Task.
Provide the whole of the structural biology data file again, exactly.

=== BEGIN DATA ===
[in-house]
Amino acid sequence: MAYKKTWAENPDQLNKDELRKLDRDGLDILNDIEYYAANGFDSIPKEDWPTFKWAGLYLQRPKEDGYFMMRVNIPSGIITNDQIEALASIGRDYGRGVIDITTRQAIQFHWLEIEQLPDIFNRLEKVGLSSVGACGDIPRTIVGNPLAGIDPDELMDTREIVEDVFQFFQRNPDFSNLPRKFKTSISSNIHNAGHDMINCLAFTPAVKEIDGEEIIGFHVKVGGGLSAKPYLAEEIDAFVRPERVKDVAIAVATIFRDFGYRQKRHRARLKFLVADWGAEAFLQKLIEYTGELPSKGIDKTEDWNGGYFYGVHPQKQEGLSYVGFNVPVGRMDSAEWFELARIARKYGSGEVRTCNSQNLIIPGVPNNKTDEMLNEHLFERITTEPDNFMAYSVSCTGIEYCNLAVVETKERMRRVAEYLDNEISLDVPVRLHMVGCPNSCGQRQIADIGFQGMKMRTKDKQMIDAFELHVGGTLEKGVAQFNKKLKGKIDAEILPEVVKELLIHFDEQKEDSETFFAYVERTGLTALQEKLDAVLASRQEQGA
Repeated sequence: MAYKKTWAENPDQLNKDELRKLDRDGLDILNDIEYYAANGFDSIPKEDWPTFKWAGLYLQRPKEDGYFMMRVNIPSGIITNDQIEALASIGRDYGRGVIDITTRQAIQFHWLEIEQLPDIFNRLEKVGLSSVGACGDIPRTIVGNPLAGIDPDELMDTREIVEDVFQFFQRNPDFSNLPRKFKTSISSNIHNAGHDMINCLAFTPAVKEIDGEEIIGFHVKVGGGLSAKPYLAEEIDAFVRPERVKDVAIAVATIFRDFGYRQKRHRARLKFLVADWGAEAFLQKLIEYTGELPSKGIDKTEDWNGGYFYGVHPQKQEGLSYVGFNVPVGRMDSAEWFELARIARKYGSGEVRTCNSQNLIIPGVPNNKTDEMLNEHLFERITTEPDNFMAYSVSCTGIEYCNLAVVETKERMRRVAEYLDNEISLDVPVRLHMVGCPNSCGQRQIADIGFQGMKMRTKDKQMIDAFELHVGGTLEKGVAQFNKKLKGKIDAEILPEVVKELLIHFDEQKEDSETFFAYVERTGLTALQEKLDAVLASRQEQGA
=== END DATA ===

[in-house]
Amino acid sequence: MAYKKTWAENPDQLNKDELRKLDRDGLDILNDIEYYAANGFDSIPKEDWPTFKWAGLYLQRPKEDGYFMMRVNIPSGIITNDQIEALASIGRDYGRGVIDITTRQAIQFHWLEIEQLPDIFNRLEKVGLSSVGACGDIPRTIVGNPLAGIDPDELMDTREIVEDVFQFFQRNPDFSNLPRKFKTSISSNIHNAGHDMINCLAFTPAVKEIDGEEIIGFHVKVGGGLSAKPYLAEEIDAFVRPERVKDVAIAVATIFRDFGYRQKRHRARLKFLVADWGAEAFLQKLIEYTGELPSKGIDKTEDWNGGYFYGVHPQKQEGLSYVGFNVPVGRMDSAEWFELARIARKYGSGEVRTCNSQNLIIPGVPNNKTDEMLNEHLFERITTEPDNFMAYSVSCTGIEYCNLAVVETKERMRRVAEYLDNEISLDVPVRLHMVGCPNSCGQRQIADIGFQGMKMRTKDKQMIDAFELHVGGTLEKGVAQFNKKLKGKIDAEILPEVVKELLIHFDEQKEDSETFFAYVERTGLTALQEKLDAVLASRQEQGA
Repeated sequence: MAYKKTWAENPDQLNKDELRKLDRDGLDILNDIEYYAANGFDSIPKEDWPTFKWAGLYLQRPKEDGYFMMRVNIPSGIITNDQIEALASIGRDYGRGVIDITTRQAIQFHWLEIEQLPDIFNRLEKVGLSSVGACGDIPRTIVGNPLAGIDPDELMDTREIVEDVFQFFQRNPDFSNLPRKFKTSISSNIHNAGHDMINCLAFTPAVKEIDGEEIIGFHVKVGGGLSAKPYLAEEIDAFVRPERVKDVAIAVATIFRDFGYRQKRHRARLKFLVADWGAEAFLQKLIEYTGELPSKGIDKTEDWNGGYFYGVHPQKQEGLSYVGFNVPVGRMDSAEWFELARIARKYGSGEVRTCNSQNLIIPGVPNNKTDEMLNEHLFERITTEPDNFMAYSVSCTGIEYCNLAVVETKERMRRVAEYLDNEISLDVPVRLHMVGCPNSCGQRQIADIGFQGMKMRTKDKQMIDAFELHVGGTLEKGVAQFNKKLKGKIDAEILPEVVKELLIHFDEQKEDSETFFAYVERTGLTALQEKLDAVLASRQEQGA